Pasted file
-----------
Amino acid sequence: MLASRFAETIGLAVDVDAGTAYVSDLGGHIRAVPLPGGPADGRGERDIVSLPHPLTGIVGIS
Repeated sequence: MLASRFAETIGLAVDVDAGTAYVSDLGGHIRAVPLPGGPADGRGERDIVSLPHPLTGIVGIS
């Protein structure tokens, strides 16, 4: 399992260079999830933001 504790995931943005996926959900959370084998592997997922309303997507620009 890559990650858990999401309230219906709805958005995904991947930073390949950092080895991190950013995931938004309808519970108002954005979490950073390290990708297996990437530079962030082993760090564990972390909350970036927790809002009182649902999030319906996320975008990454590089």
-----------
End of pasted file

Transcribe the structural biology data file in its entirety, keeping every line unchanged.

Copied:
Amino acid sequence: MLASRFAETIGLAVDVDAGTAYVSDLGGHIRAVPLPGGPADGRGERDIVSLPHPLTGIVGIS
Repeated sequence: MLASRFAETIGLAVDVDAGTAYVSDLGGHIRAVPLPGGPADGRGERDIVSLPHPLTGIVGIS
């Protein structure tokens, strides 16, 4: 399992260079999830933001 504790995931943005996926959900959370084998592997997922309303997507620009 890559990650858990999401309230219906709805958005995904991947930073390949950092080895991190950013995931938004309808519970108002954005979490950073390290990708297996990437530079962030082993760090564990972390909350970036927790809002009182649902999030319906996320975008990454590089």